Working in today’s fast-paced environment means mobility is the key to accomplishing tasks on the go. This is true for both productivity as well as leisure, with people turning to their devices for everything from information to entertainment. Brands are aware of the need to build mobile responsive sites for two reasons, consumer demand, and Google.
Google tells us that 94% of U.S. shoppers search with their smartphones and 77% of these searches occur at work or home. That means people would prefer to use their phones than a computer sitting right in front of them. As a result of this consumer behavior, Google now includes mobile responsiveness as part of its ranking algorithm. eCommerce merchants who previously had high rankings, excellent backlinks, and traffic, but neglected to optimize their sites for mobile, quickly lost page rank. To learn more, check out this resource on how to get traffic from Google Trends.
If you think about it, Google’s attention to responsiveness is quite obvious. If Google finds that people are searching for products to buy online, but the website is impossible to read or navigate on mobile devices, they will naturally search elsewhere.
Since March 2018, Google has moved forward with “Mobile-First Indexing”. Now the mobile version of the page is used for indexing and ranking in order to better help Google's users, who are primarily mobile, to find what they are looking for. At the same time, while the company claims that Mobile-first indexing is mostly concerned with the means of data collection rather than content rankings, it is highly likely that it still remains an essential factor in their ranking decision.
One way to check a website’s pages for mobile responsiveness is with Google’s tool. Paste this link into your browser, search.google.com/test/mobile-friendly, and then enter a page URL to test it.
Google is all about a positive and faster user experience. When brands are responsive, they are investing in their customers. Their user experience aligns brands with the correct long-term strategy of serving the customers. Google rewards mobile responsive sites with higher rankings, which coincides with higher organic traffic and sales.
Using Google’s Accelerated Mobile Page (AMP) assures you of higher rankings over websites that don’t use it. It’s been a requirement since 2016 for news stories to use AMP pages, and in 2018 Google began using mobile page speed as a ranking metric. AMP pages load as much as six times faster. Some retailers reported increased conversions from 15% up to 50% due to lower wait times.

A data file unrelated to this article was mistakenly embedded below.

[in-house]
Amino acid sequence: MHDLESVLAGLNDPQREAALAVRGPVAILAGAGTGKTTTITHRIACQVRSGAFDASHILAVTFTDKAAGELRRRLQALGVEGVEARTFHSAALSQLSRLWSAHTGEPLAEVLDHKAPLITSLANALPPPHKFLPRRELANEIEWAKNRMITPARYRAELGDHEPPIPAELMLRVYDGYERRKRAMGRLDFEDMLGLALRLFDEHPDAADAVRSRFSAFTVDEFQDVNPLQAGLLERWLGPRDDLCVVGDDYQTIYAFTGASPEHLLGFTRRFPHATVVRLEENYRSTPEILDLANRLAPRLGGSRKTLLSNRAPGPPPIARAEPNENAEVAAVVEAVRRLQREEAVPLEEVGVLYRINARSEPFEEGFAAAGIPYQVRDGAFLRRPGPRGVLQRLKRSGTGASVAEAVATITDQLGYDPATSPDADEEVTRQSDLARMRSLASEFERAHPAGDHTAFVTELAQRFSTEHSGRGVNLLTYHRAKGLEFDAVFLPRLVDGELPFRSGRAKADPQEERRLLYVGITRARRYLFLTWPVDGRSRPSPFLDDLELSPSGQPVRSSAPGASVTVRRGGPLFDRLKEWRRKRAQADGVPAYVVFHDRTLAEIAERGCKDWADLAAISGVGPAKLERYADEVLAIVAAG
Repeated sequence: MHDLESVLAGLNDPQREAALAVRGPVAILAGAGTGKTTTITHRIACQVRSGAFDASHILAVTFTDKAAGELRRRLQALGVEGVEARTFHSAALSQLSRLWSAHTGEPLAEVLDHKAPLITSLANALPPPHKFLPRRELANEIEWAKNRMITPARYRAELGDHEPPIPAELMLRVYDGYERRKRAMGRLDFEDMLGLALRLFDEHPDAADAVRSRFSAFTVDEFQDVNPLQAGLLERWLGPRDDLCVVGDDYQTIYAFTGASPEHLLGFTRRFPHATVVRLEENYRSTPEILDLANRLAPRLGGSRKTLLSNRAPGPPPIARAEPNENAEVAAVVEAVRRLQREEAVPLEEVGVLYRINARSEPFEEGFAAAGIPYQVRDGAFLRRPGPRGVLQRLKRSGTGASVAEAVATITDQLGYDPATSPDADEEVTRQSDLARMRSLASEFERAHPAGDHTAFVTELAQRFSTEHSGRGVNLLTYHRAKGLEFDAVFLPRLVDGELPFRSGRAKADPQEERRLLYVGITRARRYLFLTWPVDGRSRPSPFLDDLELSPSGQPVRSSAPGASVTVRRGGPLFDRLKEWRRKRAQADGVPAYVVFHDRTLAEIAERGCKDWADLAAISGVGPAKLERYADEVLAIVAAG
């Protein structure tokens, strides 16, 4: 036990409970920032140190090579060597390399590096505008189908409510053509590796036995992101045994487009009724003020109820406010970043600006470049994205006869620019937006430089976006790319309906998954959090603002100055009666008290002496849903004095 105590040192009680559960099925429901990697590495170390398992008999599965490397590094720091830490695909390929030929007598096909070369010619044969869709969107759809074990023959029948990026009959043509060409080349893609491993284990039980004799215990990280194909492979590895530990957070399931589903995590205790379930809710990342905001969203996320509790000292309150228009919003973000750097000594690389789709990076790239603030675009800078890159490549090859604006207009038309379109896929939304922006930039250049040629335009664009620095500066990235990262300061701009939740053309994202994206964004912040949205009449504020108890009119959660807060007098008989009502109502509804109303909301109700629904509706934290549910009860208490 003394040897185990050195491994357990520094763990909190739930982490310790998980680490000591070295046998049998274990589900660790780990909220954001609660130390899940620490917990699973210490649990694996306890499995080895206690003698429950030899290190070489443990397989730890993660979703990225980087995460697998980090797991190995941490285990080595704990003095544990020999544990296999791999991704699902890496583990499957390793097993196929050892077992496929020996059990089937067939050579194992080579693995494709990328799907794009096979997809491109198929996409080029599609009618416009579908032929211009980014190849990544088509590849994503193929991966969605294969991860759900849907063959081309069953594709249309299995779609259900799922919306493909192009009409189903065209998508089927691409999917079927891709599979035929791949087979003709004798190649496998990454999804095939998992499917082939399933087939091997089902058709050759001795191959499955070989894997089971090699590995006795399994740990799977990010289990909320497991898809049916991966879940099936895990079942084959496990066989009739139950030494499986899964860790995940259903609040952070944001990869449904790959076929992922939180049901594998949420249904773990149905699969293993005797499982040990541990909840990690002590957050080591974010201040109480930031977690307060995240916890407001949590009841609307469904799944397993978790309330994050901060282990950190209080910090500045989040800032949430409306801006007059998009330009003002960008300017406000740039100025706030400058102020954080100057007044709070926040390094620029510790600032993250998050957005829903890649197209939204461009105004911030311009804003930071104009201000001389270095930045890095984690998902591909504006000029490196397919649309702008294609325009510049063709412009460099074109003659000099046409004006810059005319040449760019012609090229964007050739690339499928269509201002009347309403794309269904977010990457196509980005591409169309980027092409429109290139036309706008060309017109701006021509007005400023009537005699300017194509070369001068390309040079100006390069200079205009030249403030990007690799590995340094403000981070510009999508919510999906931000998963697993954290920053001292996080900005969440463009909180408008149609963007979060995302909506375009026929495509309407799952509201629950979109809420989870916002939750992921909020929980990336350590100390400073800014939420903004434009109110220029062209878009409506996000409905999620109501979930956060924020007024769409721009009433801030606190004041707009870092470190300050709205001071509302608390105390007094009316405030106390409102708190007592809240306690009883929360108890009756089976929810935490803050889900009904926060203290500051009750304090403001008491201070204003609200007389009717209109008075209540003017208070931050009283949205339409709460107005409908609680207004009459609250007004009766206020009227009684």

So, what does this all bode for eCommerce? The best approach is to find out what options are available to make your store mobile-friendly. Brands like BigCommerce, Volusion, Shopify Plus, and others have apps available to aid in the transition. The best solution is to work with a partner and developers to ensure your pages load fast and work on mobile.
eCommerce SEO, mobile responsiveness, and website design directly affect your bottom line by creating a better user experience. Making the right changes to your online environment can bring a higher ROI.
So what are the actual ranking factors that Google uses in their algorithm?
While there is no comprehensive list of the factors, Google uses there are many that are proven and some that are just speculation. Some are the kinds of things you would expect, and others can be controversial. Let's take a look at some of the top categories that these factors fall into.
The age of your domain has some impact but not what it used to. If you have a domain that is several years old, it may give you some advantage, but it probably won't be significant. If you have a new domain registering it for several years can give you a boost as Google views domains with long-term registrations as more legitimate. If your domain starts with a target keyword, you have the edge over sites that don’t have that keyword in their domain or if it is in the middle or at the end of their domain name.
Having a keyword in the Title Tag is not as important as it used to be, but it is still an important on-page SEO signal. Title tags that start with a keyword do tend to perform better than those that don’t. The more often a keyword appears on a page, the more likely it is that the content of that page is about that keyword. But don’t overdo it, as that can have a negative impact as well. The length of content on a page impacts ranking as Google assumes longer articles are more comprehensive and are likely preferred by the algorithm when compared to shorter articles. As stated earlier in this article, mobile-friendly websites may also have an edge.
Content that provides value and unique insights is ranked higher as Google does not value websites that don’t bring new or useful information to users. For this reason, having unique content that Is not just copied from other sites is essential. Google also states they want sites to have an “appropriate amount of contact information.” So make sure you have a contact us page, and ideally one that matches your whois info. Well, through site architecture also helps Google thematically organize your content and helps Google access and index all of your pages.
How many referring domains you have is one of the most critical ranking factors in Google’s algorithm and having backlinks from domains that have been around for a while has more impact than backlinks from newer domains. The PageRank of the referring page has been very important since Google’s early days and still remains an important factor today.
These are just a few of the many factors that can impact your Google ranking, and being mobile-friendly has gained significant importance in recent years. Contact us today to find out if your pages meet Google’s mobile-indexing guidelines.